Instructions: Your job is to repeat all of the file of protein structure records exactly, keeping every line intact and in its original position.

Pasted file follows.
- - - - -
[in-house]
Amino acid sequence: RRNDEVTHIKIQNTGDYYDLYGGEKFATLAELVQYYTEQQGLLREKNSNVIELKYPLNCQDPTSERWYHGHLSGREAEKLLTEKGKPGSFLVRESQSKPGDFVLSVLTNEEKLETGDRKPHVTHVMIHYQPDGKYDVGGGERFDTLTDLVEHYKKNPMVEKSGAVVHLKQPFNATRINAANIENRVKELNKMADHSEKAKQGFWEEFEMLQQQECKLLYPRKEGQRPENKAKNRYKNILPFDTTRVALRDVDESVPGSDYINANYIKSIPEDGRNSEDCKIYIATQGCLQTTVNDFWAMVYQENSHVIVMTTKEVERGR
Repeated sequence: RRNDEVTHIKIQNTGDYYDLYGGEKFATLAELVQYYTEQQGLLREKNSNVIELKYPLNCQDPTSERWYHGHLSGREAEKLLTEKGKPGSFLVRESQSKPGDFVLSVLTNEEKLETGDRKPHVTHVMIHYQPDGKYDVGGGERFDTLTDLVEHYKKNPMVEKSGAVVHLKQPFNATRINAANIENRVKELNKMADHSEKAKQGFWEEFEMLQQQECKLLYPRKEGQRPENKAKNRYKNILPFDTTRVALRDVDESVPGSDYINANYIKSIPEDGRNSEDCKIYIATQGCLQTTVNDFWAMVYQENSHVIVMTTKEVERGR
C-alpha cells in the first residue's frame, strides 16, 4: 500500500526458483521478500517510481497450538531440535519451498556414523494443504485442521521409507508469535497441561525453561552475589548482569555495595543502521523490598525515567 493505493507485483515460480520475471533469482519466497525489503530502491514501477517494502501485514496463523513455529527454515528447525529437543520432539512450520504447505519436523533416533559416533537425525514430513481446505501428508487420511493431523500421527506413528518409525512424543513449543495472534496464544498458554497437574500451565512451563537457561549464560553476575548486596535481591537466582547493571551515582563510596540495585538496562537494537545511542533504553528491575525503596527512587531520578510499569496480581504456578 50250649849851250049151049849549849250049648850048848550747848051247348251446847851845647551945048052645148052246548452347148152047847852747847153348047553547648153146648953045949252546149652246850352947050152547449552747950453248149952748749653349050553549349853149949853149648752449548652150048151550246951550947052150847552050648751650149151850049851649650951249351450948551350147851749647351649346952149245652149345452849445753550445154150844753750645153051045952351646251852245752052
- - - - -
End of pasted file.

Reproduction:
[in-house]
Amino acid sequence: RRNDEVTHIKIQNTGDYYDLYGGEKFATLAELVQYYTEQQGLLREKNSNVIELKYPLNCQDPTSERWYHGHLSGREAEKLLTEKGKPGSFLVRESQSKPGDFVLSVLTNEEKLETGDRKPHVTHVMIHYQPDGKYDVGGGERFDTLTDLVEHYKKNPMVEKSGAVVHLKQPFNATRINAANIENRVKELNKMADHSEKAKQGFWEEFEMLQQQECKLLYPRKEGQRPENKAKNRYKNILPFDTTRVALRDVDESVPGSDYINANYIKSIPEDGRNSEDCKIYIATQGCLQTTVNDFWAMVYQENSHVIVMTTKEVERGR
Repeated sequence: RRNDEVTHIKIQNTGDYYDLYGGEKFATLAELVQYYTEQQGLLREKNSNVIELKYPLNCQDPTSERWYHGHLSGREAEKLLTEKGKPGSFLVRESQSKPGDFVLSVLTNEEKLETGDRKPHVTHVMIHYQPDGKYDVGGGERFDTLTDLVEHYKKNPMVEKSGAVVHLKQPFNATRINAANIENRVKELNKMADHSEKAKQGFWEEFEMLQQQECKLLYPRKEGQRPENKAKNRYKNILPFDTTRVALRDVDESVPGSDYINANYIKSIPEDGRNSEDCKIYIATQGCLQTTVNDFWAMVYQENSHVIVMTTKEVERGR
C-alpha cells in the first residue's frame, strides 16, 4: 500500500526458483521478500517510481497450538531440535519451498556414523494443504485442521521409507508469535497441561525453561552475589548482569555495595543502521523490598525515567 493505493507485483515460480520475471533469482519466497525489503530502491514501477517494502501485514496463523513455529527454515528447525529437543520432539512450520504447505519436523533416533559416533537425525514430513481446505501428508487420511493431523500421527506413528518409525512424543513449543495472534496464544498458554497437574500451565512451563537457561549464560553476575548486596535481591537466582547493571551515582563510596540495585538496562537494537545511542533504553528491575525503596527512587531520578510499569496480581504456578 50250649849851250049151049849549849250049648850048848550747848051247348251446847851845647551945048052645148052246548452347148152047847852747847153348047553547648153146648953045949252546149652246850352947050152547449552747950453248149952748749653349050553549349853149949853149648752449548652150048151550246951550947052150847552050648751650149151850049851649650951249351450948551350147851749647351649346952149245652149345452849445753550445154150844753750645153051045952351646251852245752052